Bramble’s testimony closed out the defense. Bramble spoke out against state witness Michael Carello’s (now-discredited) claim that Bramble had bragged that he’d “gutted Floyd like a whale, and felt like a KKK member while doing it.” Bramble responded: “That doesn’t even make sense. My mom is black and my little sister and brother are half-black. I was ashamed when he said that. That’s offensive.”
Bramble also spoke to the brutality endured by C-building’s inmates right after the takeover, which he described as a “full-on assault.” Lieutenant Vanes, who’d commanded the force that eventually blitzed the building, had testified that they had used force because prisoners were resisting. Bramble testified that no one had resisted.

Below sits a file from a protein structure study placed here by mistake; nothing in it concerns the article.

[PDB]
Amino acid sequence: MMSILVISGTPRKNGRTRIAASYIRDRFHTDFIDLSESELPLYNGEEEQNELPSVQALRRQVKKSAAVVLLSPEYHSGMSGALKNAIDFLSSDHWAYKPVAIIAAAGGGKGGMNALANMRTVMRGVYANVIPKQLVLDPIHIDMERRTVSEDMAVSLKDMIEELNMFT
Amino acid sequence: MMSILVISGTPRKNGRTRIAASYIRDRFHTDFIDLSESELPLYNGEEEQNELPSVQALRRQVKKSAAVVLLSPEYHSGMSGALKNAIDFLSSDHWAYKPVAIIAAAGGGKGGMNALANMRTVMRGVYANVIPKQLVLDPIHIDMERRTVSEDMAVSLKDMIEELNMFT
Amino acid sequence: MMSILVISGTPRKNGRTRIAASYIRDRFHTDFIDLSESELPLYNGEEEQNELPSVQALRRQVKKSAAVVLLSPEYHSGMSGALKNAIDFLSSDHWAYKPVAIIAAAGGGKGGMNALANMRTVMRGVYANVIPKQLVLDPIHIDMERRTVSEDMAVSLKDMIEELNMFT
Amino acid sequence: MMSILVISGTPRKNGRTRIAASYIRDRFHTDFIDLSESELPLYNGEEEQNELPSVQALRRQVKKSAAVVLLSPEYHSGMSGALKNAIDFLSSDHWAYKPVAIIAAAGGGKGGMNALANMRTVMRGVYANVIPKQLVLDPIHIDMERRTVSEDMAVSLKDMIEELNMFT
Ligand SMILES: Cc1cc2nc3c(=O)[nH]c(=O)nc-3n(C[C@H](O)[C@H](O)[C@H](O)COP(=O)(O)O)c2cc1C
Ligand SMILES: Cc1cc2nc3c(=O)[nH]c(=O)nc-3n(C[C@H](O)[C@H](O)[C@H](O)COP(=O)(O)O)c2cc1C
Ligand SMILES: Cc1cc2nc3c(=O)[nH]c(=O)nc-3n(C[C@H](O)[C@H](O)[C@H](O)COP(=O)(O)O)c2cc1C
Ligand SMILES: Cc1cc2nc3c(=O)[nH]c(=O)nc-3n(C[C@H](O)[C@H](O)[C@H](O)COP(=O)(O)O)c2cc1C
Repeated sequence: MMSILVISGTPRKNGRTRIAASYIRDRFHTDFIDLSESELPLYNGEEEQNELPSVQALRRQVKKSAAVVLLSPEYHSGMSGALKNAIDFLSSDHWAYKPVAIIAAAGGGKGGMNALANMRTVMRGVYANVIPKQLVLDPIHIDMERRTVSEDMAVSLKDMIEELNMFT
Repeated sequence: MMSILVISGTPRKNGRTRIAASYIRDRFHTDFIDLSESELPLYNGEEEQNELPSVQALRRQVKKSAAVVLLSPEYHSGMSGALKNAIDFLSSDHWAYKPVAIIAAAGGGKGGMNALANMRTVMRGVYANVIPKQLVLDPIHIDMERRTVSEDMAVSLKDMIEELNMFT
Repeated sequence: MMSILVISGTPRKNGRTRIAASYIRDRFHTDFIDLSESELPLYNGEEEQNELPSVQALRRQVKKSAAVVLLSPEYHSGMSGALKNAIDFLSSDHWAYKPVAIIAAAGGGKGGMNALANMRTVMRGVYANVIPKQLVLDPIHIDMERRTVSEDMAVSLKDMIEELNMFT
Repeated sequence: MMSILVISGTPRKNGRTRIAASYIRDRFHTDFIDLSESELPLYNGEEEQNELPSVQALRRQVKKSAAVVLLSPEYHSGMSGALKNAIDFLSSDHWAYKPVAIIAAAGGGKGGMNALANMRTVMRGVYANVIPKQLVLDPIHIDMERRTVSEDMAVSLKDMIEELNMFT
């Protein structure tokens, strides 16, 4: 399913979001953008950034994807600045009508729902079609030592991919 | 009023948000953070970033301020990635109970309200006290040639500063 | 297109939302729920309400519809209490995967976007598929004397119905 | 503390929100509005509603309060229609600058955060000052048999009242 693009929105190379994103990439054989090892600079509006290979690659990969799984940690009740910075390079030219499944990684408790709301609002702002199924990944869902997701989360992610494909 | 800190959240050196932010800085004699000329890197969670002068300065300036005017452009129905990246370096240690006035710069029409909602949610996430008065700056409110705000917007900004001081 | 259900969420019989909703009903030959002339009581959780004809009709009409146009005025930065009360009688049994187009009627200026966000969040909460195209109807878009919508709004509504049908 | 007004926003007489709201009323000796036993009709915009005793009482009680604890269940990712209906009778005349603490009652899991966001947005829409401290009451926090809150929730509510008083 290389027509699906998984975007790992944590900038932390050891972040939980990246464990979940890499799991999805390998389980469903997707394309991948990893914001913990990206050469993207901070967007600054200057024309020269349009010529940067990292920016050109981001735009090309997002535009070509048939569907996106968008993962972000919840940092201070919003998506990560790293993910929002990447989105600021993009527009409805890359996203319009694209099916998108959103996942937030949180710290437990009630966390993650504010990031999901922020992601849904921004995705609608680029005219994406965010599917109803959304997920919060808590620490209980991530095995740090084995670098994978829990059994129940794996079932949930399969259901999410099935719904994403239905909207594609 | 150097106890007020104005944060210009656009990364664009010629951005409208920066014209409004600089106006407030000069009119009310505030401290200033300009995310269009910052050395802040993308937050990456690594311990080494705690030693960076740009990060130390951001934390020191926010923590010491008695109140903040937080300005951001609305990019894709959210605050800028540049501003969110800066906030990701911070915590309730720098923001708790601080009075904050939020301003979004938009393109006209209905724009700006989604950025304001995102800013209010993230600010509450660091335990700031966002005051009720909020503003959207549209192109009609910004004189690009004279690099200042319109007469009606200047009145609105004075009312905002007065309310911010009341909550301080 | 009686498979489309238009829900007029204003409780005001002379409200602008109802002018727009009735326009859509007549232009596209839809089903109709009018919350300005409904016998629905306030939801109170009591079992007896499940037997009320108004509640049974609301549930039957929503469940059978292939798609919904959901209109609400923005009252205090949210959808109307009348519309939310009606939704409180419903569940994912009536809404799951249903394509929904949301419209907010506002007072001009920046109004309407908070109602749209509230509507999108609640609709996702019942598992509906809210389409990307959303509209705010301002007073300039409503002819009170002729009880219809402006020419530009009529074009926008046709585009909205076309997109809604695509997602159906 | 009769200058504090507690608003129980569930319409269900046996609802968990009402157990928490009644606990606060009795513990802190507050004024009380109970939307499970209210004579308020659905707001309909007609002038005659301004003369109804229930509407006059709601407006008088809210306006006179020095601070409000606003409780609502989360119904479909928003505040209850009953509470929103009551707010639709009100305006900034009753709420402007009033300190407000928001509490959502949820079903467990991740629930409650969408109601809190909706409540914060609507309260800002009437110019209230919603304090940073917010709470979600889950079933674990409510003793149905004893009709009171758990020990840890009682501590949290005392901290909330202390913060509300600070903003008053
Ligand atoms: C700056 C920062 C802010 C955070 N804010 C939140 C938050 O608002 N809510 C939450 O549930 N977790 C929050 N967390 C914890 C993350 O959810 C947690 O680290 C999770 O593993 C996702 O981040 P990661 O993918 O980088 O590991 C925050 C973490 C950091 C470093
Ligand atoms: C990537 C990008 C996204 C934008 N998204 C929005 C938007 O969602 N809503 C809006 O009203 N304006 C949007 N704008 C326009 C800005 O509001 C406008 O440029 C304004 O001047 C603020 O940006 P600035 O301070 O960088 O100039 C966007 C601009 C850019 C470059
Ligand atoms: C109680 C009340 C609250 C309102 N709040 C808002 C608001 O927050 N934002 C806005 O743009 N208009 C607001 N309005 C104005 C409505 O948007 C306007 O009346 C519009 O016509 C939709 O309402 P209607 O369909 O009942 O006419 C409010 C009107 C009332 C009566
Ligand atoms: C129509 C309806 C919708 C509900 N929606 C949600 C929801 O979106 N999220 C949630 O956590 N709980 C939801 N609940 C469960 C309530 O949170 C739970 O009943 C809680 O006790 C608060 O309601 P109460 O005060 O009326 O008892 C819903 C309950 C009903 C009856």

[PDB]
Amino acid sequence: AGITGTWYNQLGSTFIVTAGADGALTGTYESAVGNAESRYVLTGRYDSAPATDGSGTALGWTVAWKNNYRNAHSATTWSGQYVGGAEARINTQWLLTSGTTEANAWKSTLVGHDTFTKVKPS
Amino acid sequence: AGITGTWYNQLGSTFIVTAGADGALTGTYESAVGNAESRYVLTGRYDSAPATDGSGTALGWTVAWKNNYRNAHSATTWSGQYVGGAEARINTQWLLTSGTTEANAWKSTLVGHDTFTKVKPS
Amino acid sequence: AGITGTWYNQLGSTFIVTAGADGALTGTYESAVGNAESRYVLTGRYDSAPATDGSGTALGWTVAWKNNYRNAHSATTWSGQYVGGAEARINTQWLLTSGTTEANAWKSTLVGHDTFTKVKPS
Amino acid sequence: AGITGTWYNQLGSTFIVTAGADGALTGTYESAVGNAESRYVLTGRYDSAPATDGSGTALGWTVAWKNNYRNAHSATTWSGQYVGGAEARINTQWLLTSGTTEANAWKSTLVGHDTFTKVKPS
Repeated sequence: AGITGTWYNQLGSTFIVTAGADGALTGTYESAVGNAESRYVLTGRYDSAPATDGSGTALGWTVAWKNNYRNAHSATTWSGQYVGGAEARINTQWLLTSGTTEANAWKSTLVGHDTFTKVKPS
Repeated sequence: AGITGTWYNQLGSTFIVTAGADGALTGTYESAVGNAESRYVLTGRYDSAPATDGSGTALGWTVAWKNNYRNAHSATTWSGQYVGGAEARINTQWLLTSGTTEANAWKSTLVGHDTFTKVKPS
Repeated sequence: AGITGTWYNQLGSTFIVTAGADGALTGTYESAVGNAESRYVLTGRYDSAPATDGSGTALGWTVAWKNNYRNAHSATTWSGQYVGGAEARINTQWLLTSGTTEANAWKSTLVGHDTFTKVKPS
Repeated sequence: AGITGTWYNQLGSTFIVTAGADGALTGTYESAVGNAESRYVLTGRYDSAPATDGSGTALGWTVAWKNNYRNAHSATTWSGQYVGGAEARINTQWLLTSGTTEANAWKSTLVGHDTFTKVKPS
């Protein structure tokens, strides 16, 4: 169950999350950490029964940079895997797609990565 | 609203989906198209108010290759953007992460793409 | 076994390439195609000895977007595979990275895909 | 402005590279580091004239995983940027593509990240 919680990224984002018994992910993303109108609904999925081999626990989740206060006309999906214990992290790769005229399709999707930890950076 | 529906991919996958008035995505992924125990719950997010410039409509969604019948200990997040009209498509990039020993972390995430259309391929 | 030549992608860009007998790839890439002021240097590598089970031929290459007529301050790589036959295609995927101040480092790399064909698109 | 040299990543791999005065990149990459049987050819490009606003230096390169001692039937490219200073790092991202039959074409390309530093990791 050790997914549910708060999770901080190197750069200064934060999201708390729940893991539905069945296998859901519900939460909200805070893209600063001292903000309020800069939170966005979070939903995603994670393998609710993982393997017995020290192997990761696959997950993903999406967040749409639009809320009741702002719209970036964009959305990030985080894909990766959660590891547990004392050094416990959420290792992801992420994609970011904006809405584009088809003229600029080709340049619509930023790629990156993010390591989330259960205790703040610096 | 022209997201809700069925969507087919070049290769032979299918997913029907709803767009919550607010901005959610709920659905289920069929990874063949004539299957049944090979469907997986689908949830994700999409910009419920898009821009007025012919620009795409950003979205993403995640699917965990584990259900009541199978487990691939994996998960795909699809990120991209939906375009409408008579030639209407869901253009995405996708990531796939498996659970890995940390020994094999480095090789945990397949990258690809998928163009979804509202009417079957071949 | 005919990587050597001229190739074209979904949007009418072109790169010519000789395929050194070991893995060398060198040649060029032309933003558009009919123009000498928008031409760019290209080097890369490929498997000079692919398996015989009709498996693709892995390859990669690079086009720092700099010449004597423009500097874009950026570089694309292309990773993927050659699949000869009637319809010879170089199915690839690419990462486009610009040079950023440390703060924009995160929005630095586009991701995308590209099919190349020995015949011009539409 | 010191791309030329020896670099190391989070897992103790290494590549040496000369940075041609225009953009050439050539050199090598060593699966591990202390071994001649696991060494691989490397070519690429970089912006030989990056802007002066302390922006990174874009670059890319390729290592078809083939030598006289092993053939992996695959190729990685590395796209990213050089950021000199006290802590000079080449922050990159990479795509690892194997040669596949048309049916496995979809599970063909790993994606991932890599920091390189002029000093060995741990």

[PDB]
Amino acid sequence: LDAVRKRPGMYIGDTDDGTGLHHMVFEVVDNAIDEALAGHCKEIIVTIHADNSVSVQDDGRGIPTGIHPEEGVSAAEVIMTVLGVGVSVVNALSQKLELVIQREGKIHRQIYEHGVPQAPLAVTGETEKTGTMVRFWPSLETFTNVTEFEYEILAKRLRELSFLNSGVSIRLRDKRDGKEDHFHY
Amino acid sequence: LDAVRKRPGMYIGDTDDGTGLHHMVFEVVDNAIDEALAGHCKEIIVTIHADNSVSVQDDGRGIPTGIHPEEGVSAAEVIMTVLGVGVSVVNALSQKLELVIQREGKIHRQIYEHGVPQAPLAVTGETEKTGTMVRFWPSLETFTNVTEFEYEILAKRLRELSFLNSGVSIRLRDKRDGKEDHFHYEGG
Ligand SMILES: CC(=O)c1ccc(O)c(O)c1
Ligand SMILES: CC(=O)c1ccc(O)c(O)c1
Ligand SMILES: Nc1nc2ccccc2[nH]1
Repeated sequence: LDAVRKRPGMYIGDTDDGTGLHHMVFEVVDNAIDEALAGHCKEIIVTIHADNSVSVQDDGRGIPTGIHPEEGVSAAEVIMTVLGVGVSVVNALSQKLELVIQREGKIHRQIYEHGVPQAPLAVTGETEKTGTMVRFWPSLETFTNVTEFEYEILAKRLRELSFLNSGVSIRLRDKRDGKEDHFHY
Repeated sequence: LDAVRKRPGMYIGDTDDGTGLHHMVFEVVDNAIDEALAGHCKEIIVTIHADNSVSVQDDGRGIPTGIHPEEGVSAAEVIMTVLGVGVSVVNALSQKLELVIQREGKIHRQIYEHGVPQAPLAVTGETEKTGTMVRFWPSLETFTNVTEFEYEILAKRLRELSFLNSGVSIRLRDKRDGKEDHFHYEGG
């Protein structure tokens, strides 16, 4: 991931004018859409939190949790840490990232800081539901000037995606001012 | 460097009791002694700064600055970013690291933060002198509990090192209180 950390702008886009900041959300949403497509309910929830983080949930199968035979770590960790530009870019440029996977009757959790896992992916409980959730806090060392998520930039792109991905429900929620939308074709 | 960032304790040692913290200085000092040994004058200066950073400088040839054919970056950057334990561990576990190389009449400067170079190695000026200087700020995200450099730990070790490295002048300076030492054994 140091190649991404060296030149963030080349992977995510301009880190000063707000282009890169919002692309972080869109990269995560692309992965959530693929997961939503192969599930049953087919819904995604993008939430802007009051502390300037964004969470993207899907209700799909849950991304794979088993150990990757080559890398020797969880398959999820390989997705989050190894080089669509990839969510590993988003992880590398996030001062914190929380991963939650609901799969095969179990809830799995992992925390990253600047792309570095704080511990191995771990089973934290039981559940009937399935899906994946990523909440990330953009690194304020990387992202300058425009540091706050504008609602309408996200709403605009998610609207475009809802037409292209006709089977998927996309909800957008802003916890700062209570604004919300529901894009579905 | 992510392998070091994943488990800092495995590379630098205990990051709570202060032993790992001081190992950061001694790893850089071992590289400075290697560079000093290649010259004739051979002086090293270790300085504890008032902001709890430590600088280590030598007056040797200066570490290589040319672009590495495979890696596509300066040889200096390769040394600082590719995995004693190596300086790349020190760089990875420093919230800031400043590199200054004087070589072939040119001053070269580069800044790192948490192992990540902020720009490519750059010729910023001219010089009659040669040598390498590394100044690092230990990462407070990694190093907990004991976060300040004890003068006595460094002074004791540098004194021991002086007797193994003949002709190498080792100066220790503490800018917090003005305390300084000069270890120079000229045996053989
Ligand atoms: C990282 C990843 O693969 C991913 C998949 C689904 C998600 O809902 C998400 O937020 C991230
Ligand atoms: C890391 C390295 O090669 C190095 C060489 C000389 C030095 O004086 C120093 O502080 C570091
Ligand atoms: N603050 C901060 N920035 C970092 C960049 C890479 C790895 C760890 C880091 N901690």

Only four to five days after the takeover, the 18 prisoners who were ultimately indicted were chosen to be moved to a different building. For a week, Bramble testified, they had only the clothes they’d had on, which were still wet, and no shoes. They weren’t allowed to take showers or make phone calls for five days. When transferred to a different prison, they were put on a tier with nothing, their property was confiscated again, they weren’t given property or books for three months, and they had to go on a hunger strike in order to get their allotted recreation time.